Why Onsite Visits are Essential for Sponsor Due Diligence

by Kemp H. Hanley

As an indispensable part of FactRight’s operational due diligence, one or two FactRight team members sit down with management face-to-face at their corporate headquarters. Others on the review team may join the meeting via Skype. We could easily cover the content of these interviews by phone or by email through written questionnaires (which we may do for follow-up interviews or when we’ve already recently met with management in their offices). However, it is very important to personally meet sponsor executives in their offices, particularly upon the start of a new engagement. One might say this is due diligence 101—we like to get a “feel” for the company culture and people who are considering raising capital in the retail channel.

Onsite visits are the part of our job at FactRight that I personally enjoy the most. For instance, I particularly enjoy meeting with the sponsor’s investment team, learning their investment process and getting a sense for their passion. For large companies, the investment team can be somewhat autonomous; for small companies, executive management and the investment team may be one and the same. Broadly, FactRight’s due diligence as it pertains to investment selection and acquisition centers around these areas:

  • Experience, tenure and cohesiveness of the investment team
  • Ability to source opportunities
  • Underwriting and due diligence capabilities
  • Approval process
  • Written policies and procedures
  • Competitive advantageWhy

Through interviews and document review, FactRight looks to determine if there are any apparent deficiencies in the sponsor’s investment process. Based on its experience, FactRight also determines if there are any strengths that stand out against other similar companies FactRight has conducted due diligence on. It is a fairly straightforward process that has been honed over many years and hundreds of engagements.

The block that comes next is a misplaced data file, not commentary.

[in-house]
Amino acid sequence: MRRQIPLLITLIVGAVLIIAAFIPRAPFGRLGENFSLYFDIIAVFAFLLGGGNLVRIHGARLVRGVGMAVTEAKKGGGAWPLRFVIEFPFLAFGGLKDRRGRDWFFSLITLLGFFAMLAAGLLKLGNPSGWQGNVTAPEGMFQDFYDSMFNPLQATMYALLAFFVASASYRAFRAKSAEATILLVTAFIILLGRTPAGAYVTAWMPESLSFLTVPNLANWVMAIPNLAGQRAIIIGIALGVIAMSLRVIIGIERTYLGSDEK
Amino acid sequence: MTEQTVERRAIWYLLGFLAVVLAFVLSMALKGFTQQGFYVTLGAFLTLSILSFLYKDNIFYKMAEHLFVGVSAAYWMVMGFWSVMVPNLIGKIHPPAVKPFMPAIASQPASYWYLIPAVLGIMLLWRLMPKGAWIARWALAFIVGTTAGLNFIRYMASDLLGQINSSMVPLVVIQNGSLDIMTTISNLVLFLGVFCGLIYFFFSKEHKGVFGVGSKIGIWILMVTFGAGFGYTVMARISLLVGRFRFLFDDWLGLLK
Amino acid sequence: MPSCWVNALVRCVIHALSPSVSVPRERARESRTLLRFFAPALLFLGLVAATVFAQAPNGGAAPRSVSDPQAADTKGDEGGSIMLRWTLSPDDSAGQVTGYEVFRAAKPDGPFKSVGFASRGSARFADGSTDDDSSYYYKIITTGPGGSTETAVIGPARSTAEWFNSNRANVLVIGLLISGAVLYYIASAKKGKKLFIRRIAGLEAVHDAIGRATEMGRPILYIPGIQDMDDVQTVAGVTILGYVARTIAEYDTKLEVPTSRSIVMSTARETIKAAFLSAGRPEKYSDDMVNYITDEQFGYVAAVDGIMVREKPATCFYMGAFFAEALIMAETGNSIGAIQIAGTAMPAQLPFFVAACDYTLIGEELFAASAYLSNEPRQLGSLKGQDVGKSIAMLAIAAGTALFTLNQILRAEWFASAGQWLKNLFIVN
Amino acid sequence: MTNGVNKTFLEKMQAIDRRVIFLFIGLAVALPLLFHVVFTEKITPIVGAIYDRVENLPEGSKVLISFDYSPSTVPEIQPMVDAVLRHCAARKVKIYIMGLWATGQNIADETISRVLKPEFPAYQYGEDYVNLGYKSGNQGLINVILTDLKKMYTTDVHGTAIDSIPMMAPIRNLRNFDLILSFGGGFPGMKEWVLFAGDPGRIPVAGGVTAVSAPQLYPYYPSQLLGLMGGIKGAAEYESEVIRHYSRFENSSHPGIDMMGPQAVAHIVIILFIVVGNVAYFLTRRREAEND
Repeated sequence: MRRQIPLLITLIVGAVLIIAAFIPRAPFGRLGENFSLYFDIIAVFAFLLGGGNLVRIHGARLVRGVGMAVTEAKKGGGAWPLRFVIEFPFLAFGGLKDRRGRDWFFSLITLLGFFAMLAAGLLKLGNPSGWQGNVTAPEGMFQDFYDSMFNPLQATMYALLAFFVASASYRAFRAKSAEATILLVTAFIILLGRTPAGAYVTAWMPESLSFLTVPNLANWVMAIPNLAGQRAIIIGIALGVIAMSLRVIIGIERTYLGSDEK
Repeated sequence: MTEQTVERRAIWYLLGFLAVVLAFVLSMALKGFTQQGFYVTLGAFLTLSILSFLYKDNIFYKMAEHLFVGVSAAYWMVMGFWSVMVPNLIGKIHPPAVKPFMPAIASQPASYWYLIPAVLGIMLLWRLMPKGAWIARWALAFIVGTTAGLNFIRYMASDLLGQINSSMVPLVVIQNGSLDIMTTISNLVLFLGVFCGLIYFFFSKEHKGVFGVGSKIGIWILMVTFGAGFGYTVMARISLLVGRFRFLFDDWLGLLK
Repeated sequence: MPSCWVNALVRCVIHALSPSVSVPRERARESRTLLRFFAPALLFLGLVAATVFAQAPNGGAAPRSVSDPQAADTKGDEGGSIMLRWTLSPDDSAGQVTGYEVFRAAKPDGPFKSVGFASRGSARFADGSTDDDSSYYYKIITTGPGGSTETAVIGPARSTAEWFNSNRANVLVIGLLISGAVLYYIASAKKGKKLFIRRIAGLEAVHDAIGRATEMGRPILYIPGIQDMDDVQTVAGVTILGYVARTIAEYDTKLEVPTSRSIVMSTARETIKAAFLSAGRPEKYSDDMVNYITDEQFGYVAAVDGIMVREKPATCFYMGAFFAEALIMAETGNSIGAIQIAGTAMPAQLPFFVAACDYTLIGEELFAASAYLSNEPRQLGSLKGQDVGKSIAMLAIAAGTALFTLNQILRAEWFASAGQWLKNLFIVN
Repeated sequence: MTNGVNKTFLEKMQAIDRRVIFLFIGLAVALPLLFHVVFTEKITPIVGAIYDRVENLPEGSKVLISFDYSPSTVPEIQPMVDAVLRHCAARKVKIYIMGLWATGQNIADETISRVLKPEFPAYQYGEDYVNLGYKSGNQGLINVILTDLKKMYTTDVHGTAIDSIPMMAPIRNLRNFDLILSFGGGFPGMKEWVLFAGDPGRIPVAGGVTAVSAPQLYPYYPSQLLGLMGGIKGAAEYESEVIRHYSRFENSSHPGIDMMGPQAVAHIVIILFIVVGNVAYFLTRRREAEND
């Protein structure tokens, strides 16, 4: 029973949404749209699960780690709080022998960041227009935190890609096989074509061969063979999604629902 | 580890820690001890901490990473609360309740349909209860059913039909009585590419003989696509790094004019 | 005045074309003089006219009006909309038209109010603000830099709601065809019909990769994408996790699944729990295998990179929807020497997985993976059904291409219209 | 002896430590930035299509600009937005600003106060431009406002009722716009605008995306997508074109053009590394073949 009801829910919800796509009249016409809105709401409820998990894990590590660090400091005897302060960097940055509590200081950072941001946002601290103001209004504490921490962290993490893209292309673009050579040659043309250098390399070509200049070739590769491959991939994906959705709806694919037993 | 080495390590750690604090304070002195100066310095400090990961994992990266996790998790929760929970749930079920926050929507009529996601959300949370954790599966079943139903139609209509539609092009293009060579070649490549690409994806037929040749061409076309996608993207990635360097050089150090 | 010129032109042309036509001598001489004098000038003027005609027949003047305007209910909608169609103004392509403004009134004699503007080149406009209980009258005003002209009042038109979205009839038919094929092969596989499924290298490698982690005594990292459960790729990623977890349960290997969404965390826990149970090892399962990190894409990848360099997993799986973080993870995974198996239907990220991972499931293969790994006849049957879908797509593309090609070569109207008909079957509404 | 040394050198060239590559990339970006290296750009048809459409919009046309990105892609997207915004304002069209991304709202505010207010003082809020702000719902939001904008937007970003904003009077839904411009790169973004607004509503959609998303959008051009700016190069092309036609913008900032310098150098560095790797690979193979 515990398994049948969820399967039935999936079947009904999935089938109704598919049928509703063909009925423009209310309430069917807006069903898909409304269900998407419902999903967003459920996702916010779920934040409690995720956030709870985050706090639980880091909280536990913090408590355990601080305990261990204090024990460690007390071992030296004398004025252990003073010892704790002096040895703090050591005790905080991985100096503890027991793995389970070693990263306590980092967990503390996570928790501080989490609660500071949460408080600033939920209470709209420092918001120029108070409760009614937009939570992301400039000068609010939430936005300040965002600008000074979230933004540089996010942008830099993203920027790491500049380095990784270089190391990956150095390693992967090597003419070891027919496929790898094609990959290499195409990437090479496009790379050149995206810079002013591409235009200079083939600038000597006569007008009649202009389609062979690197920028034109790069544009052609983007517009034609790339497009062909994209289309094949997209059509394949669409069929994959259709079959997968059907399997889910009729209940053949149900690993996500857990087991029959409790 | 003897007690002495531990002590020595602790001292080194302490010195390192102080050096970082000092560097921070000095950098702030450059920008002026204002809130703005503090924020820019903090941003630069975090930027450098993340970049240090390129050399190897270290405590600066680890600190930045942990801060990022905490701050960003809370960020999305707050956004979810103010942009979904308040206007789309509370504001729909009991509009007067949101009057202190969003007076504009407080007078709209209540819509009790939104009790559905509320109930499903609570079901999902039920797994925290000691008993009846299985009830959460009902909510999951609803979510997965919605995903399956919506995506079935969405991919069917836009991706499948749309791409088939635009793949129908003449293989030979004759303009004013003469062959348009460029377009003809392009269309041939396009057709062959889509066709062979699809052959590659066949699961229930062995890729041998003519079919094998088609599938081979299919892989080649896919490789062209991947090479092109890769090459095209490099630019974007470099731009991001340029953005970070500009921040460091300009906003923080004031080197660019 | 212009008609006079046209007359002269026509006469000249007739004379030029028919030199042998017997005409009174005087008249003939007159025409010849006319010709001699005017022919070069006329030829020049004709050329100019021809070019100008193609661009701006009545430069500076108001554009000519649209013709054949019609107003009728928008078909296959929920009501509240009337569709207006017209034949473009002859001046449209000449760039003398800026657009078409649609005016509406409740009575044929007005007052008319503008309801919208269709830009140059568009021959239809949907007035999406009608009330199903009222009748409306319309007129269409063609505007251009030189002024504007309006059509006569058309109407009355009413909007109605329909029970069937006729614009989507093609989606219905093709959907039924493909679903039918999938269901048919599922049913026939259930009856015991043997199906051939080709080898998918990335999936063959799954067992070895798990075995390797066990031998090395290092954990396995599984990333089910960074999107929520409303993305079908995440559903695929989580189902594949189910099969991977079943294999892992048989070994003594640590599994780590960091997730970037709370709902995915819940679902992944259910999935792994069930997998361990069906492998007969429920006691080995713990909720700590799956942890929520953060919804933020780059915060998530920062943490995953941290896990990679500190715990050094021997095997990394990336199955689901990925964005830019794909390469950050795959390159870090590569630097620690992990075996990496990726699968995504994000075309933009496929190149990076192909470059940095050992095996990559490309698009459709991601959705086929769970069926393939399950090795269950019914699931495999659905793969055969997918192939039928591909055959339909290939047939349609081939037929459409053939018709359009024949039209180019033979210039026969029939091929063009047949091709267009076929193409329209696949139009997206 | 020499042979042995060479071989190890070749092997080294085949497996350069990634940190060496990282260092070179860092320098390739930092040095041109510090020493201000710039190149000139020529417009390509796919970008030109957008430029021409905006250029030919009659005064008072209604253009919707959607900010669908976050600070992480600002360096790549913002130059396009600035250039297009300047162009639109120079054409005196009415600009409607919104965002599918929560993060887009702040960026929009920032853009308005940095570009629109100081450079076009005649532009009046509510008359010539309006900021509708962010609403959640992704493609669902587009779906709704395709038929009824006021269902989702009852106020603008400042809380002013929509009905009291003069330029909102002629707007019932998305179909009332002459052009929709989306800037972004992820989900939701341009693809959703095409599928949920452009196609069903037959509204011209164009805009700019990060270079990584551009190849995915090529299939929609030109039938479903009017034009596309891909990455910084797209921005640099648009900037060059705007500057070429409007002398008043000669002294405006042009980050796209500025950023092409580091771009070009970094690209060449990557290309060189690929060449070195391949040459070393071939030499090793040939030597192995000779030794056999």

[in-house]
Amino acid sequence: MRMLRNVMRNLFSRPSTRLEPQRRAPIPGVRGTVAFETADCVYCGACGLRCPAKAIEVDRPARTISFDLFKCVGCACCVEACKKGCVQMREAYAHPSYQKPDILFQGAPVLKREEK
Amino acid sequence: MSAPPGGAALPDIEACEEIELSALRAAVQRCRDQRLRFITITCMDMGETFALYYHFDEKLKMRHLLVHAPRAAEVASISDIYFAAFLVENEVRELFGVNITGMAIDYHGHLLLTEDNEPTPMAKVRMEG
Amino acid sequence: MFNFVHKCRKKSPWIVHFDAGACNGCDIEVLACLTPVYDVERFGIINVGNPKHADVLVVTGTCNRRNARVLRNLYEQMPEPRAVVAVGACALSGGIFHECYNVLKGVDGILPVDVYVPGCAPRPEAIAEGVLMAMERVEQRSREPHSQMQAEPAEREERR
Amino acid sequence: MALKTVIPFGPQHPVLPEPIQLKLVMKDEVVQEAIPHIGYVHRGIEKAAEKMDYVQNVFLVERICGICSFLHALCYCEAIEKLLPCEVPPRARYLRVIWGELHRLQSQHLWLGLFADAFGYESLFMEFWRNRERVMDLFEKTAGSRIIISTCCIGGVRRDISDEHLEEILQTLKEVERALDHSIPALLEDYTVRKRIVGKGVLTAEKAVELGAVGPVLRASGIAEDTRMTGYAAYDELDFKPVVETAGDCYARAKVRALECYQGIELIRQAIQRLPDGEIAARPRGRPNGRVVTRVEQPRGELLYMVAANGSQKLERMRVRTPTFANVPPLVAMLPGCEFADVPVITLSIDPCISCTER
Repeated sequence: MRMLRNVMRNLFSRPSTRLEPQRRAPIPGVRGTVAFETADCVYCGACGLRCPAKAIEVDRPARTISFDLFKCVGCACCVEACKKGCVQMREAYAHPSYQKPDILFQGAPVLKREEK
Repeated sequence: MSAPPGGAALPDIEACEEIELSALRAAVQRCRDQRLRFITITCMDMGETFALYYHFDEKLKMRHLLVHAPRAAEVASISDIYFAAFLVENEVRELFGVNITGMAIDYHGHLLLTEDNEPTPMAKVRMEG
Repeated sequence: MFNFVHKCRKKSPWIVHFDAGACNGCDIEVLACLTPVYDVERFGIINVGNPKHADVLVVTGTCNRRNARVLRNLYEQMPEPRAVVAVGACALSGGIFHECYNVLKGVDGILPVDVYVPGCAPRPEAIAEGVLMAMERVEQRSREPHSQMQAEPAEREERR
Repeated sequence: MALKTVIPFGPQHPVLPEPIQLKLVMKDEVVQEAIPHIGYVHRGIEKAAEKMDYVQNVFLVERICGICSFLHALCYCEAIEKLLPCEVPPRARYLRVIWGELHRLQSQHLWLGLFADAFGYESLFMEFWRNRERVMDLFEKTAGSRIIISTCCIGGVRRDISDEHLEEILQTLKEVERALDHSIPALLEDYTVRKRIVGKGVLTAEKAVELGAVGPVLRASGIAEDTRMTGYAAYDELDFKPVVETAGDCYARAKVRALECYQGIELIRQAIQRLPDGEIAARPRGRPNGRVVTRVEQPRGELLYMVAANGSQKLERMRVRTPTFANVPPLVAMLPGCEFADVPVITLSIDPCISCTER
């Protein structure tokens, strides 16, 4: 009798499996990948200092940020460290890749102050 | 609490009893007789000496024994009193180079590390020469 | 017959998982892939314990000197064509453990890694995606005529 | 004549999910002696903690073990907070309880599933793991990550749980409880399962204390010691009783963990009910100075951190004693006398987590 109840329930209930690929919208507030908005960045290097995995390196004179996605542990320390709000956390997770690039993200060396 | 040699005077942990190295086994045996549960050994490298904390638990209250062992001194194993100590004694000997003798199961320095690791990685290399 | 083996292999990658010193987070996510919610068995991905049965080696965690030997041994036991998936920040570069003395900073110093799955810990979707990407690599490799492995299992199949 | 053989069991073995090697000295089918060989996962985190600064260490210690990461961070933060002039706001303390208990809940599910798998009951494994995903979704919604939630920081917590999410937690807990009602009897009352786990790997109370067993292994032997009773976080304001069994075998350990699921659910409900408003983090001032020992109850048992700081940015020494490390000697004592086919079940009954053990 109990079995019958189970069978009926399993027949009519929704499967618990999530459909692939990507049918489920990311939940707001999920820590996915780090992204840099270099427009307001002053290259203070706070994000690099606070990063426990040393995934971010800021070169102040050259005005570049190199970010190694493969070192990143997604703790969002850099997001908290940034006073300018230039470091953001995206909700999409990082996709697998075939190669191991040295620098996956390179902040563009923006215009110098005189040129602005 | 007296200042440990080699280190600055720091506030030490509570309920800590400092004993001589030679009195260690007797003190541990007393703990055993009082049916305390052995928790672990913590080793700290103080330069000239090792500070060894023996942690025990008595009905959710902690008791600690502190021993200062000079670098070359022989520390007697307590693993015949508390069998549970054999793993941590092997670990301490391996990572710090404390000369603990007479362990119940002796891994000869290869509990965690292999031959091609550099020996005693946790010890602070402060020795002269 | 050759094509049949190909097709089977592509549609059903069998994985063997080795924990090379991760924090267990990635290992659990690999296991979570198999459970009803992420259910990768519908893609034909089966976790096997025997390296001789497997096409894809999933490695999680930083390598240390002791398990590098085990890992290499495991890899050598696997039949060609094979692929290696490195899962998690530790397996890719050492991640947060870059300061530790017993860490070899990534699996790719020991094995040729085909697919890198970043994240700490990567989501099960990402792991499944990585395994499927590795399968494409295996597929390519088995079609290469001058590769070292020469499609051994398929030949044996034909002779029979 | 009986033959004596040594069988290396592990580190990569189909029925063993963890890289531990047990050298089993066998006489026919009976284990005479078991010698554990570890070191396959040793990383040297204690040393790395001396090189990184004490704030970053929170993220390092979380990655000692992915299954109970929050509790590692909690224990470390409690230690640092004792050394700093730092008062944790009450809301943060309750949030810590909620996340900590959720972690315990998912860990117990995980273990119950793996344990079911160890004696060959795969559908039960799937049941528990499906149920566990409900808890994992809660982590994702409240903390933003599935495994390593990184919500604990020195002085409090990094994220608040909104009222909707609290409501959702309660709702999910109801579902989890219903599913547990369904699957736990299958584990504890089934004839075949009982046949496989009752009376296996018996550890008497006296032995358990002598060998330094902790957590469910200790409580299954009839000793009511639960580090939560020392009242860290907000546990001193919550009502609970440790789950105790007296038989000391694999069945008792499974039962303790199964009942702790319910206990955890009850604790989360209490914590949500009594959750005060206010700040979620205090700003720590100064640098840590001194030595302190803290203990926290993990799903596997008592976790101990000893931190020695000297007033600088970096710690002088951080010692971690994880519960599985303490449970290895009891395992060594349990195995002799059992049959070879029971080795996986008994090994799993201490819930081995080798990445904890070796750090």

What is not as straightforward is getting a “feel” for management. For their own due diligence, I encourage broker dealers and RIAs to meet with sponsor management with an eye towards character, integrity, and passion. In my mind, success should not have to come at the expense of dealing with unprincipled or unprofessional people who may not take their responsibilities to their investors seriously, no matter their investment returns.

Some stories from the road 

To underscore why sponsor visits are critical, I have highlighted some of the more extreme onsite experiences from the annals of FactRight. Note that each of these sponsors are either no longer active in the retail space, or achieved very limited traction:

Toxic culture 

An established company wanting to break into the broker dealer channel. On paper, management had an impressive and long-term track record investing in real estate. The investment team was newly hired but experienced. What became very apparent once onsite was that the CEO was feared by everyone under him, resulting in what might be described as a toxic company culture.  

At its core, a marketing firm 

An established sponsor looking expand their reach. Onsite, in an impressive conference room, FactRight was treated to one presentation after another from the company’s well-polished marketing personnel. When FactRight asked to speak with the acquisitions team, we learned that the head of acquisitions was hired the day before our arrival. The steak lunch was fantastic.

Pie in the sky 

A new sponsor with big plans, whose private placement memorandum and documents outlined departments, personnel and a reasonable investment process. Once onsite, FactRight determined rather quickly that the “departments” and “processes” were not actually in place, yet. But they would be, at some point.

Consulting firm

A commercial real estate company bringing a new offering to market. FactRight arrived and as typical, was ushered into a conference room. The management team was introduced. It was about two hours in, when we asked to see offices and meet the rest of the company, that we found out that only the CEO had an office in the building and the other executives were actually consultants, not employees of the firm. FactRight was given a nice tour of a separate company’s office up a few floors where some of the executives were actually employed.  

The BS quotient

These examples should impress the importance of an actual onsite visit, particularly with new or relatively new sponsors. Beyond the blatantly obvious items one can pick up during an onsite meeting, interviewing management also gives a sense for the people, their integrity, and the company culture. Some sponsors, particularly those new to the space, can have a tendency to want to tell due diligence professionals what they think they want to hear, or fill them with marketing hype. Without meeting management face to face on their home turf, it is very difficult to determine what we internally call the “BS quotient.”

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Filed Under: Due Diligence